• Looking to buy a cephalopod? Check out Tomh's Cephs Forum, and this post in particular shares important info about our policies as it relates to responsible ceph-keeping.

Octopus life Expectancy

Sep 6, 2005
Hi I’m I was talking to some one about keeping an octopus in an aquarium and that they only live for a year give or take so he thinks that octopus such as bimic or other popular species live longer in the wild and I mean like many many years so my question to you is it this cruel to the octopus and is he rite in any way shape or form.
Well, octopuses like the giant pacific octopus have been known to live 5 + years in the wild and in captivity, some deep sea species even live a year or two longer.

In the most part, octopuses that we keep in aquariums only live for about a year at most in the wild or in aquariums. In fact, some aquarium specimens will live a longer life than if they were in the wild.

Even more amazing, some species like blue ring octopuses may only live about 6 - 8 months in the wild or in an aquarium!

I thinks it depends very much on the aquarium. Which is why the members of this forum are so hot on tank size etc. If the octopus has enough room, plenty of varied food of the correct size and stimulation I don't see why they can't be kept and kept "happy"

My :twocents:

really dumb kid said:
Yes.Ok I’m just making sure that they don’t live like 5 years in the wild and 1 in the aquarium that’s all and by they I mean main stream octos.


No, most species of Octopus are fairly short lived and often do better in captivity (provided they're held correctly of course!!). It all comes down o selecting your species carefully and researching their requirements etc etc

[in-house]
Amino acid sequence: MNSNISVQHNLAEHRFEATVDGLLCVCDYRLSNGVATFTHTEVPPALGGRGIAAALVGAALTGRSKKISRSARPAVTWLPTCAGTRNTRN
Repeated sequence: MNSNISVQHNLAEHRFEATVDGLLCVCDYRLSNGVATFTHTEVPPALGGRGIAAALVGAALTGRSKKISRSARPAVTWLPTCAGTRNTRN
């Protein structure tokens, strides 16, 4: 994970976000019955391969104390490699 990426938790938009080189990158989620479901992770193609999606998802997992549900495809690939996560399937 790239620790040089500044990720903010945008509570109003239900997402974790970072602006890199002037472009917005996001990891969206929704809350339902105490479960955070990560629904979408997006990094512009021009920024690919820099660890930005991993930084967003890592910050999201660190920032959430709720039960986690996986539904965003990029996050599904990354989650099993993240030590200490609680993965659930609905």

Jean said:
No, most species of Octopus are fairly short lived and often do better in captivity (provided they're held correctly of course!!). It all comes down o selecting your species carefully and researching their requirements etc etc

Honest to god, if they lived longer--and maybe were a little more social with eachother--they'd have taken over the planet by now!

HiHo Octoids,

The normal life span for a given species of octopus is more or less
hard wired into its genome - Hatch, grow, mature, breed, & die - all
to be accomplished in a fairly fixed period of time. Click on "Species
Search" at http://www.cephbase.utmb.edu/ and you can find info on the
natural lifespans of many of the better understood species. BTW: As I
write this Cephbase isn't working. Apparently they've been having off
and on problems for several weeks now. If you can't make it work, just
try again in a day or two.

There just isn't any evidence to suggest that a properly housed and
cared for octo won't live just as long and happy a life as one would
in the wild. OTOH: Virtually all hobbiest raised octos are raised by
themselves which is perfectly OK for most of the animal's life but may
be problematic for one of breeding age. I've never heard of any
'strange' behavior from an octopus that has been deprived of the
opportunity to breed; but then again, there are lots of things I
haven't heard of!